There's a point Ervin Mears Jr. wants people to understand, and it's the reason he filed a federal lawsuit when his son was ousted from the high school track team:

"Children have rights," Mears, 68, said, "just like any adult."

In this case, he said, it's the right to run.

On May 6, Mawusimensah Mears, a sophomore at Sterling Regional High School in Camden County, was kicked off the team, the suit says.

Eleven days later, his father sued in Camden, naming the coach, athletic director, principal, superintendent, and school board.

The suit says his son was subjected to bullying and harassment. It seeks $40 million plus 2012 and 2013 varsity letters and championship jackets.

Sterling's interim superintendent, Paul Spaventa, declined to comment, citing the pending litigation and student privacy.

"Interfering?" Mears asked, his voice rising in response to a question about whether filing a lawsuit was interfering with the school's prerogatives. "That's my son. I better interfere. I better make sure he gets every opportunity."

Is it rare for parents to sue over high school sports? Yes, according to local school and athletic officials, who say they have been threatened with suits but never actually sued.

Is it rare for parents to push hard to get their children off the bench? Not at all.

"Sports is a lightning rod," said athletic director Steve Iles at Delsea Regional High School in Franklinville. "If you look at society and our culture, sports is a very big part of it.

"It's an emotional issue anytime you are dealing with parents, children, and their sports," he said.

Mears, a disabled veteran from Lawnside, filed the suit on his own, without a lawyer's help.

He ran track in high school and the military and said his son "comes from a family of track winners." The boy was the "undefeated champ" in the 200-, 400-, and 800-meter runs as an eighth grader at a Catholic school in 2010, the suit says.

That promise, his father said, should have translated into a key spot on the team when, as a ninth grader, Mawusimensah entered Sterling Regional High School in Somerdale. Sterling draws about 950 students from Magnolia, Hi-Nella, Somerdale, Stratford, Laurel Springs, and other towns.

But things started to sour in his son's freshman year, Mears said, when he and his son's track coach disagreed over which races his son should run.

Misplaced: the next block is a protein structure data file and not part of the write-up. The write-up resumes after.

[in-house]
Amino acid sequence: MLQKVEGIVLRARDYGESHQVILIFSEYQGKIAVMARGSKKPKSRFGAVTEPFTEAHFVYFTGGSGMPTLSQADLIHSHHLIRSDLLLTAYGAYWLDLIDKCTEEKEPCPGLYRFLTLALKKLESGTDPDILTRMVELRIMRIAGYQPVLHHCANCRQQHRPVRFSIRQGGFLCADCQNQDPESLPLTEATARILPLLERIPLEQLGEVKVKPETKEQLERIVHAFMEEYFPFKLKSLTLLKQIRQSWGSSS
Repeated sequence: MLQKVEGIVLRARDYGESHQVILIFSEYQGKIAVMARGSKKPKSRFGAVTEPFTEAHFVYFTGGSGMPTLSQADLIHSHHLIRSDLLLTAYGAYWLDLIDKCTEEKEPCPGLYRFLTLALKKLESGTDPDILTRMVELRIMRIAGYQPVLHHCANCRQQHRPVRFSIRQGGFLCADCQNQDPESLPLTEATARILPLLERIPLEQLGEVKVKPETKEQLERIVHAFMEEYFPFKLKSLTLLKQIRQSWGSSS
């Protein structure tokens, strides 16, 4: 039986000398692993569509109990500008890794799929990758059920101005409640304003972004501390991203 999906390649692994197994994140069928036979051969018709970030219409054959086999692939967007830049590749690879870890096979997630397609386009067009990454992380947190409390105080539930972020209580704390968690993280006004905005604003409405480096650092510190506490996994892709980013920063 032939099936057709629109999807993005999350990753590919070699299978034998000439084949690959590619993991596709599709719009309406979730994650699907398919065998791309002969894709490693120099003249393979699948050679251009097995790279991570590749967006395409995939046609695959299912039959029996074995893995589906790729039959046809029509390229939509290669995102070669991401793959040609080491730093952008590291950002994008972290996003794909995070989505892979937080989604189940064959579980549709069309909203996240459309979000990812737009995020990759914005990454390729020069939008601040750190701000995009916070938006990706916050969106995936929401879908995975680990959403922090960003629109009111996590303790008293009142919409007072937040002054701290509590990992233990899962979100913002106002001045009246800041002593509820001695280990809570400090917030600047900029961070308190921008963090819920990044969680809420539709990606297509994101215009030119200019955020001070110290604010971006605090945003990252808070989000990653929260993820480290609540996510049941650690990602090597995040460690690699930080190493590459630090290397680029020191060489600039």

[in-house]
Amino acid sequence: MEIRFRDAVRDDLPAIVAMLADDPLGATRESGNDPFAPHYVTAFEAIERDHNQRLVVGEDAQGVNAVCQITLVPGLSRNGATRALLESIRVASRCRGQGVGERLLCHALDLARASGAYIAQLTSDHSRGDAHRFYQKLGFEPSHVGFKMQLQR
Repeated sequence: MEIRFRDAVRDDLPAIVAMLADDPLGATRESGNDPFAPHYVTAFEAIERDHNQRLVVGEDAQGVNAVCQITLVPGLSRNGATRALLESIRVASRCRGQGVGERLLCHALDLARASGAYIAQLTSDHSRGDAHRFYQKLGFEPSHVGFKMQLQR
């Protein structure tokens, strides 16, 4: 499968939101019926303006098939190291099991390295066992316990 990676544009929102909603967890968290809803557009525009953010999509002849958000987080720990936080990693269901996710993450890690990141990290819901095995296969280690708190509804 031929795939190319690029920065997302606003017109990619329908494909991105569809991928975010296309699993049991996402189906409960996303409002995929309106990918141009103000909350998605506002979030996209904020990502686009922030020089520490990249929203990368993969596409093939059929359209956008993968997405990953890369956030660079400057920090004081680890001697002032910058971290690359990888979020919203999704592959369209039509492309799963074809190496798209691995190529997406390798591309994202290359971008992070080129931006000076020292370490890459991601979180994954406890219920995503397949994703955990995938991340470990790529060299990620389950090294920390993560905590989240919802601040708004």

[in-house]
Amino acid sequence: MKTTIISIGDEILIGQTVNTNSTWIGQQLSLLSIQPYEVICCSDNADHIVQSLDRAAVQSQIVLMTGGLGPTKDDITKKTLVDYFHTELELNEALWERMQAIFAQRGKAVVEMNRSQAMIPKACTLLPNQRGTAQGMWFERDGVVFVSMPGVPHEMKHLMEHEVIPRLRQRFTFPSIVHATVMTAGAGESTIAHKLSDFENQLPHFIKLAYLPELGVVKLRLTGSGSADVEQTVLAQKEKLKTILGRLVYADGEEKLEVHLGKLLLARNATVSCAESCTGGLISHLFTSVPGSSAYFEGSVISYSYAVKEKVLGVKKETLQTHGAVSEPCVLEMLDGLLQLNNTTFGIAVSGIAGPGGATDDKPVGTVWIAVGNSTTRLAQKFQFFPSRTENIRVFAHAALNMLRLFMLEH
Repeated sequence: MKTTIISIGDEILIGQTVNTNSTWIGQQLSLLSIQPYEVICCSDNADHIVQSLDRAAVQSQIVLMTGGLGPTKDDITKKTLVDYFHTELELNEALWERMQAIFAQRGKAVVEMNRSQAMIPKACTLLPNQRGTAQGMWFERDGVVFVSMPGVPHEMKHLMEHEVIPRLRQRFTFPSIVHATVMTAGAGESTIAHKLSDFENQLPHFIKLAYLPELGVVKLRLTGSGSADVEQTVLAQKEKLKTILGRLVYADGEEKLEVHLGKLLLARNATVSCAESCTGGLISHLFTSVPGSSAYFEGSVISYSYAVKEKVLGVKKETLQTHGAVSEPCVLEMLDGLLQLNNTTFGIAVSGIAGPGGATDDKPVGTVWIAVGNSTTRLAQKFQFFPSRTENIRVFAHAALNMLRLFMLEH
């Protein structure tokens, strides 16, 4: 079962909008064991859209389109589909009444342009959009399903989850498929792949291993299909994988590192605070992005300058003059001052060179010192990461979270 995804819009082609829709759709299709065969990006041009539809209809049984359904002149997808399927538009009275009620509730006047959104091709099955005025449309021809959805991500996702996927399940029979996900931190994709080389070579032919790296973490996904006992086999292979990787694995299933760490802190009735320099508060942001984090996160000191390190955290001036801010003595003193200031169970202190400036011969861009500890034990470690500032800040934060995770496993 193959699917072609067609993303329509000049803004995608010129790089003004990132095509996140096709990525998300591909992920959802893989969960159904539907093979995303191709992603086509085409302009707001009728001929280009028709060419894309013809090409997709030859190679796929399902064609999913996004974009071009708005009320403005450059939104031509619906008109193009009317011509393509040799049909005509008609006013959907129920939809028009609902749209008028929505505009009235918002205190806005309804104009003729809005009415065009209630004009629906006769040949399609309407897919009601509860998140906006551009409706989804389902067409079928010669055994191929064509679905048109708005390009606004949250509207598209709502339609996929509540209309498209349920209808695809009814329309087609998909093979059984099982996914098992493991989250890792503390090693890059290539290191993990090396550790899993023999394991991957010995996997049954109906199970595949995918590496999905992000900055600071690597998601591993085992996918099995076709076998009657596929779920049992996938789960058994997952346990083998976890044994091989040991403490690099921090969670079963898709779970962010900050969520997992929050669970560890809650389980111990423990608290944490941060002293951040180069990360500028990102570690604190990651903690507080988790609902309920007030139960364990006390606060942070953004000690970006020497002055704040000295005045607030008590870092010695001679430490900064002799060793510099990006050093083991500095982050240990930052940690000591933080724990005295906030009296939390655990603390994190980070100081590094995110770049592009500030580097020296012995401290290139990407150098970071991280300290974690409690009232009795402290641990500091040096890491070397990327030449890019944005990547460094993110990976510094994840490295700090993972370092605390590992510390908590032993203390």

It's unfair, Mears said, that his son wasn't allowed to compete, even though he may have been faster than some seniors who raced. "If he doesn't qualify, then the clock will say he's not fast enough," said Mears, who worries his son may be losing out on the possibility of a college athletic scholarship.

"Let him get some exposure," Mears said.

Unexcused absences from practice were the official reason Mears said he was given for his son's dismissal. That's an excuse, Mears said. A family death and injured leg kept his son away.

"Participation in extracurricular activities is a right," Mears said.

Not allowing his son to participate constitutes bullying, harassment, and an "abusive school environment" in which the sophomore's rights to due process and freedom of speech were impeded, the suit says.

"I felt in a way, disrespected," Mawusimensah, 16, said Friday. "At practice, I work hard and I try to be the best athlete I can be, but at meet time, I didn't get the respect that I thought I deserved."

Joseph Rafferty, superintendent of the Gloucester City School District, has been a track coach, principal, superintendent, athlete, and the father of children on sports teams.

"I can understand how the father feels. I can understand the coach," said Rafferty, who has also had to back up his coaches as a principal. "Sometimes you're not going to make anybody happy."

Though he said he didn't know the particulars of the issue at Sterling, figuring out whom to run in a meet is tricky, he said. Individual prowess has to be weighed against the overall team score.

Acknowledging that parents can reasonably be concerned about scholarship prospects, Rafferty said he worried that in their concern, their children "lose the enjoyment of the activity."

As Mears' lawsuit embarks on its slow race through federal court, his son is staying on track. On Saturday, he was set to run in a United Age Group Track Coaches Association meet in Philadelphia.

Temple University psychology professor Frank Farley, a former president of the American Psychological Association, worries about "unintended consequences" in a situation like this, including any potential backlash from classmates of Mears' son if they perceive the father to be overly involved.

But, he added of that involvement, "the positive side is at least they are concerned about their kids, in contrast with many parents who don't get involved at all."